“Full wind speed ahead”
The reason why payments for renewables have increased to 24.1 billion euros in 2015 is to be found in their success, writes Frank-Thomas Wenzel in a Q&A for the Frankfurter Rundschau. Power production from wind increased by 50 percent between 2014 and 2015, covering 13 percent of the power mix - almost as much as nuclear power - he writes. On the wholesale market, power prices fell but these benefits were not passed on to consumers, Wenzel says. The government’s planned changes to renewable development are likely to cause an increase in costs because they focus on more expensive offshore wind power while curbing inexpensive onshore wind, the article says.
“A massive opportunity”
The 24 billion euro price tag is not a scandal but proof of the success of renewables in Germany, including offshore wind power, Frank-Thomas Wenzel says in a commentary for the Frankfurter Rundschau on the renewables payments in 2015. Costs for modern wind turbines were similar to those for modern coal-fired power plants and Germany’s renewables sector was amassing a lot of know-how that it will be able to export in the future.
“Saving the climate is not for free”
Renewable power gets more expensive the more of it is produced – which seems grotesque from a market point of view, writes Jens Meyer-Wellmann in an opinion piece for the Hamburger Abendblatt. This system has led to an unprecedented boom in wind power development, and to an increase in costs. But the truth is also that costs for renewables have hardly risen recently, Meyer-Wellmann says. It is worth remembering that renewable development is not all about costs but also about saving the planet – and achieving that will have its price.
University of Stuttgart
“Manufacturers want to invest more into energy efficiency again”
German companies want to invest more into energy efficiency again, according to the institute for energy efficiency in manufacturing (EEP) at the University of Stuttgart. For the winter edition of the energy efficiency index (EEI), the researchers polled over 300 manufacturers which all said that they want to use at least 10 percent of their planned investments on energy efficiency measures. The number of companies which want to increase efficiency by more than 10 percent has grown from 20.6 percent to 68.5 percent in the past six months, the researchers said. Professor Alexander Sauer, from the EEP, said efficiency investment plans had picked up again after 2014 and claimed that the efficiency initiative of the energy ministry was getting results.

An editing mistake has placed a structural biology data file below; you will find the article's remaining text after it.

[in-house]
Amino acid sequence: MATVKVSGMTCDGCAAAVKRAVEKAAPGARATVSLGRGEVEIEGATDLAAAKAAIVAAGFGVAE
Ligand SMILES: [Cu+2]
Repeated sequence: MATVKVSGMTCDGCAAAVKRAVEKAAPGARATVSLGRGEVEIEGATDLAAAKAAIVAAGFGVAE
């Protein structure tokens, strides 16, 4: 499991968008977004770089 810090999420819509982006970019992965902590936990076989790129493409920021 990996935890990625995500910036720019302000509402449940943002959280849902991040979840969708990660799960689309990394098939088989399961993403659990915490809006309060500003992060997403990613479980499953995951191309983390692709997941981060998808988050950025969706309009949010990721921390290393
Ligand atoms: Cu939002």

Download the index in German here.
“RWE primarily eyes returns in renewable businesses”
German utility RWE has big plans in the renewables sector: it wants to establish a business segment for large photovoltaic installations, primarily in the Near East, North Africa and Turkey. Together with Chinese PV manufacturer Jinko Solar, RWE qualified for a tender for the largest PV project in the region in Dubai at the end of 2015, Sandra Enkhardt writes in the PV magazine. RWE’s renewable branch, RWE Innogy, was not giving any targets for installed megawatts but was primarily looking for returns, RWE Innogy manager Hans Bünting said.
Read the article in German here.
Frankfurter Allgemeine Zeitung
“Thyssen-Krupp takes industry 4.0 to the steel works”
The energy transition is promising new business for Thyssen-Krupp, writes Helmut Bünder in the Frankfurter Allgemeine Zeitung. The company is working on a new generation of batteries that can store power at an industrial scale. Grid operators and large power consumers are likely to be customers. Thyssen-Krupp is also working on “Carbon2Chem”, a near CO2-free steel production method that uses the emissions to gain methanol and ammonia for use in the chemical industry.
Frankfurter Allgemeine Zeitung
“Smart homes make their inhabitants transparent”
Intelligent controls for houses can make them significantly more efficient, provided that inhabitants and tenants agree to the usage of their data, says lawyer Jochen Stockbauer in an interview with the Frankfurter Allgemeine Zeitung. Digitalisation of buildings can reduce energy consumption without the need for building work such as new insulation. But it also makes the behaviour of residents transparent, Stockbauer explains.